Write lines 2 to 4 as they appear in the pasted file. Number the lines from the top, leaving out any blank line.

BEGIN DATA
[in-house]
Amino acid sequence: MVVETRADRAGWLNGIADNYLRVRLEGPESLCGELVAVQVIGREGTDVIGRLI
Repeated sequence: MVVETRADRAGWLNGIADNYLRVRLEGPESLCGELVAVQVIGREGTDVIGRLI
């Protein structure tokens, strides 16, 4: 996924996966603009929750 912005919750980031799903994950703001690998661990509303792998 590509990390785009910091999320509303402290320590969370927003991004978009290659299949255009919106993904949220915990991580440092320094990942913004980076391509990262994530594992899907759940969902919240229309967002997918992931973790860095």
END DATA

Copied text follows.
Amino acid sequence: MVVETRADRAGWLNGIADNYLRVRLEGPESLCGELVAVQVIGREGTDVIGRLI
Repeated sequence: MVVETRADRAGWLNGIADNYLRVRLEGPESLCGELVAVQVIGREGTDVIGRLI
């Protein structure tokens, strides 16, 4: 996924996966603009929750 912005919750980031799903994950703001690998661990509303792998 590509990390785009910091999320509303402290320590969370927003991004978009290659299949255009919106993904949220915990991580440092320094990942913004980076391509990262994530594992899907759940969902919240229309967002997918992931973790860095």